Detroit Eyes Downtown Highway Conversion

Detroit Eyes Downtown Highway Conversion

From an urban-renewal-era barrier to a multimodal street. 

The nortnern end of I-375 in Detroit (Photo by Dave Hogg)

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Following the lead of cities such as Akron, Ohio, Montreal and New Haven, Connecticut, Detroit is moving ahead with plans to rip out an urban renewal-era freeway and replace it with a multi-modal surface street.

The freeway, I-375, runs south along the east side of downtown Detroit. Like many urban freeways designed in the hey-day of suburban white flight (and even today) its $50 million creation destroyed the historic African-American neighborhood of Black Bottom, the Detroit Free Press reports. The Michigan Department of Transportation (MDOT) began talking about converting I-375 into a surface street four years ago. Now, MDOT has narrowed down its vision to two design options, both of which involve ripping out the expressway and replacing it with a surface street complete with medians and bicycle lanes, according to MLive. The removal will be a first for metro Detroit, which is home to many freeways.

MDOT’s efforts will likely take time — the soonest the agency will began demolition is 2022, according to the Free Press. Over the next few years, the agency will further study how much the removal will cost (it’s estimated to be in the $50-million range) and figure out how to re-configure the interchange between I-75 and I-375 once the freeway has been removed.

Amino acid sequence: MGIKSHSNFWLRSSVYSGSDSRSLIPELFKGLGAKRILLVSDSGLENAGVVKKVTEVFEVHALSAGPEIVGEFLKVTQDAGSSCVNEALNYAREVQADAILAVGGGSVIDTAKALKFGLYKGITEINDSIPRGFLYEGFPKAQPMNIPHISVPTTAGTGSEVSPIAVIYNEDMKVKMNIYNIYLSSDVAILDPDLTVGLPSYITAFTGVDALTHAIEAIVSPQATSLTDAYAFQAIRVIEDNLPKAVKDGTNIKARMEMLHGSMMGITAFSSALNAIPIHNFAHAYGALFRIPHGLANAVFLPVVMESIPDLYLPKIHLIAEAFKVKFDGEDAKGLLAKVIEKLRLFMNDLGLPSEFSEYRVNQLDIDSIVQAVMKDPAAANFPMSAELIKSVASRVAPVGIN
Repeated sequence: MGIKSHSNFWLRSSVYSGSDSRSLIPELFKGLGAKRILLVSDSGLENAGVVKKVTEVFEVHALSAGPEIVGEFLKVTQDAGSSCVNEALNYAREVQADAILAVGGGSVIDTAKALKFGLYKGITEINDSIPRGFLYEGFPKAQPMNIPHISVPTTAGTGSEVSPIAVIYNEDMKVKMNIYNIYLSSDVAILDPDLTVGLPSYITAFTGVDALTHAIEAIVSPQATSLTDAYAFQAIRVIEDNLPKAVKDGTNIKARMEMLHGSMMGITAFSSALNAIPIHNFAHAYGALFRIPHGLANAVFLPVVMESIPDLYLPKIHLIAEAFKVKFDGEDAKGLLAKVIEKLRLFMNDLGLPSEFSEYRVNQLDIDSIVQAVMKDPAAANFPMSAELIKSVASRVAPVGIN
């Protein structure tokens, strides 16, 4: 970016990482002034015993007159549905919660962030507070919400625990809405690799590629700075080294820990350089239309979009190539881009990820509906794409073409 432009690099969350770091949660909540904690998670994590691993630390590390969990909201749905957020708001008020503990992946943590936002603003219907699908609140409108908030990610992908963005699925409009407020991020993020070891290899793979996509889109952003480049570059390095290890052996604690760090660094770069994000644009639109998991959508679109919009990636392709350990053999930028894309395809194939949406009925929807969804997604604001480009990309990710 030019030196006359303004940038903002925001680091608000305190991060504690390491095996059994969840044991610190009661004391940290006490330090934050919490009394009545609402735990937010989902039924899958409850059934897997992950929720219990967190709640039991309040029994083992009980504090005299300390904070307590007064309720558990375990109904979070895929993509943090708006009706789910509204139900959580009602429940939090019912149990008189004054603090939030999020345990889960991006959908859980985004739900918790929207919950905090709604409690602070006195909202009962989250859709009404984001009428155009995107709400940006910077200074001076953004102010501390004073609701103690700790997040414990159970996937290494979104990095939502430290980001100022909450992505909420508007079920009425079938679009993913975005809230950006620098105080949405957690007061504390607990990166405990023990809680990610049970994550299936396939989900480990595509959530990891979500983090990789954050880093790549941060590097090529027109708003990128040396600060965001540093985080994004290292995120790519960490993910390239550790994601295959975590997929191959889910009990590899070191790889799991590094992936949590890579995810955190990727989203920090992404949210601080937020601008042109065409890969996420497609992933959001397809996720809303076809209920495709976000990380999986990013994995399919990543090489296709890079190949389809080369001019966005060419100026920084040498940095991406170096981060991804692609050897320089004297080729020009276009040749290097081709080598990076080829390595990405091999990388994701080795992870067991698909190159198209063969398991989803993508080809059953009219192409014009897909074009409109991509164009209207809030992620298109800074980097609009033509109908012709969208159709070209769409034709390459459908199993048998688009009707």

Often, cities undertake freeway removal projects with goals of connectivity in mind. In New Haven, for example, officials plan to transform the highway into a boulevard that calms traffic and links up with downtown cross-streets, essentially knitting back together the neighborhoods their predecessors severed. Former Secretary of Transportation Anthony Foxx highlighted the disruptive nature of freeways on a tour that encompassed Spokane, Washington, Nashville, Philadelphia and Minneapolis/St. Paul last year.

Rachel Dovey is an award-winning freelance writer and former USC Annenberg fellow living at the northern tip of California’s Bay Area. She writes about infrastructure, water and climate change and has been published by Bust, Wired, Paste, SF Weekly, the East Bay Express and the North Bay Bohemian

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Tags: detroithighways

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